• One example of Vee being the shittest friend I’ve ever seen:
  • “He dragged me out the front door and shoved me against the house.”
    “But he was drunk, right?”
    “Does it matter?” I snapped.
    “Well, he has a lot going on. I mean, he was wrongly accused of being messed up in some girl’s suicide, and he was forced to switch schools. If he hurt you—and I’m not justifying what he did, by the way—maybe he just needs … counseling, you know?”
    “If he hurt me?”
    “He was wasted. Maybe—maybe he didn’t know what he was doing. Tomorrow he’s going to feel horrible.”
  • I ALMOST DROPPED THIS UGLY BOOK. YOUR BEST FRIEND TELLS YOU THAT A BOY ATTACKED HER AND YOU BRUSH IT OFF BECAUSE HE WAS DRUNK? WHAT KIND OF A FRIEND ARE YOU?

I’m going to stop here because that’s all the sections that I bookmarked but I think you get the gist. I hated everything about this book and its attempt to justify harassment by covering it up as a so-called love story is actually quite worrying.

Paperback, 391 pages
Published October 13th 2010 by Simon & Schuster BFYR
ISBN: 1416989420

BOOK REVIEW: Carter Reed By Tijan (SPOILERS WITHIN REVIEW)

You Can Find the Book At:

GoodReads
Amazon
Barnes and Noble
Author Website

GoodReads Summary:

Emma decided to skip the gym and went home early. It was the last easy decision she made because she found her roommate being raped by her boyfriend.

She had two choices. Call the cops and be killed by his family’s mafia connections or kill him first and hope to survive. There was no choice to her.

She killed the bastard first and went to the one person who could protect her. Carter Reed. He’s a weapon for the rivaling mafia family, but he’s also Emma’s secret. Not only was he best friends with her brother, but she’s the reason he became that weapon in the first place.

My Review:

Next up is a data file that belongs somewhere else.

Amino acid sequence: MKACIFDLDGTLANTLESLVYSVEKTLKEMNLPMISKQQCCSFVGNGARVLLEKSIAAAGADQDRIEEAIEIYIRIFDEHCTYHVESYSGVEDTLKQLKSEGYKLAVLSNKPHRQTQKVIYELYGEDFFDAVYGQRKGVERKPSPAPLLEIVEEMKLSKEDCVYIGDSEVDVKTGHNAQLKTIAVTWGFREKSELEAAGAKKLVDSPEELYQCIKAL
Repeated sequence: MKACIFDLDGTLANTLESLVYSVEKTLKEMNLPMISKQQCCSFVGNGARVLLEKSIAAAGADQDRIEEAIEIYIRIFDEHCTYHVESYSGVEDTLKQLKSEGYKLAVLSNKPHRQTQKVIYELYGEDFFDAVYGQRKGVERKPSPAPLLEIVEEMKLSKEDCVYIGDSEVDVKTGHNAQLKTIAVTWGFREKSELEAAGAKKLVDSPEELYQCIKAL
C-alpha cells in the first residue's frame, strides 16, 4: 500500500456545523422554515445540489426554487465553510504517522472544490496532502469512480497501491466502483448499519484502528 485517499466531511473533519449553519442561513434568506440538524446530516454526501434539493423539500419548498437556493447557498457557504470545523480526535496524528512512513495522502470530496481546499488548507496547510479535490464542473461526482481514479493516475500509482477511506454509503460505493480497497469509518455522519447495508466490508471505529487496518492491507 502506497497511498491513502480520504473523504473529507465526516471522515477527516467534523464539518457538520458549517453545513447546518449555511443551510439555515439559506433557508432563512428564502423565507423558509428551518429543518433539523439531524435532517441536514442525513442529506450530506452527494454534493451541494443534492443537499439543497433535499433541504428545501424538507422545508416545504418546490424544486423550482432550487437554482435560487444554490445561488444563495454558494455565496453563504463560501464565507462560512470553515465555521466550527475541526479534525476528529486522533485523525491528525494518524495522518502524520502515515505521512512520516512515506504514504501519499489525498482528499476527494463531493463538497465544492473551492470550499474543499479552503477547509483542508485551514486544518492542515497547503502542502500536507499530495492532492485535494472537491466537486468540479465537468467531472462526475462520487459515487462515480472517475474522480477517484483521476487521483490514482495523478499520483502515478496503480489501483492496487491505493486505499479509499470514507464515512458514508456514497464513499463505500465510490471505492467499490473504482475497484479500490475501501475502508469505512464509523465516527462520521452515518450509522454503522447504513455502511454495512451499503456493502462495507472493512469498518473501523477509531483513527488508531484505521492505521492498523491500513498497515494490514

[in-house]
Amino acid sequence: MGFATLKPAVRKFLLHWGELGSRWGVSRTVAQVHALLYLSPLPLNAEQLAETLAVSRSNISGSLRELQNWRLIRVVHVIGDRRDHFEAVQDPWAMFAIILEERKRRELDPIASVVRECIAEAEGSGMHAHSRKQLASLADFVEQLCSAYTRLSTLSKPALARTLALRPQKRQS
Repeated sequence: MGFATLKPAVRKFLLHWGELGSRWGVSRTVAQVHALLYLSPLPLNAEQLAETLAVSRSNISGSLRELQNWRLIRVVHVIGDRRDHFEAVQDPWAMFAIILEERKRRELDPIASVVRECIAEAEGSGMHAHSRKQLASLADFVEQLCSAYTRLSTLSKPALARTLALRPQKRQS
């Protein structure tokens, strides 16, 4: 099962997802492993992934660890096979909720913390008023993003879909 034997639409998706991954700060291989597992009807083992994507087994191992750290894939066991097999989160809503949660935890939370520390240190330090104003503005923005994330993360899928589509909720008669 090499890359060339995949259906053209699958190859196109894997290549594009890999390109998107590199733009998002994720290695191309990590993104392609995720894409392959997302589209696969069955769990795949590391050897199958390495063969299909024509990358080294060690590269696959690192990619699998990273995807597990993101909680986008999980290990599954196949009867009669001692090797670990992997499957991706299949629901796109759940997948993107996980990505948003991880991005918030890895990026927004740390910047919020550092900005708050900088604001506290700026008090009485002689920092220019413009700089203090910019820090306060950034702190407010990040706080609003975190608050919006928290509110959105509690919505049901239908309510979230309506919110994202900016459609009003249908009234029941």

Rating: ★☆☆☆☆

There’s so many things that I dislike about this book. The character, the story and just everything in general.

Emma, as a character, is so irritating, too demanding,and acted like a spoiled brat. She has killed someone, abandoned her equally irritating friends, and let them be hunted by the mob, while she look for shelter , to another mobster. When a mobster also happened to be your dead brother’s best friend and after seeing his GQ body, she basically forgot about the murder she JUST committed and starts lusting over him.

Also, I can’t believe this girl thinks she can have a say in all that was happening. She really believed she has the right to complain when a Mob is trying to kill her and she seeks protection; you need to sit yourself down and don’t put yourself in danger just because you feel like it, or because you were lonely. And about Carter? Im pretty sure even he was 100% done with Emma, with the disappearances he has made even when Emma begged him to stay.

Carter could’ve been a good character but he was so manipulative. But his confidence doesn’t balance out how he turned into a sappy love struck guy by the end of the book, falling in love with one of the most boring characters I’ve ever read. How he could’ve fallen in love with this girl is beyond me.

The secondary characters were undeveloped and flat, and it was impossible to connect with any of them. The writing style is not enjoyable, filled repetitive sequences and cringe lines. This book was neither romantic or thrilling, the premise had so much potential for an action-driven storyline, when in reality the story unfolded at a snail’s pace.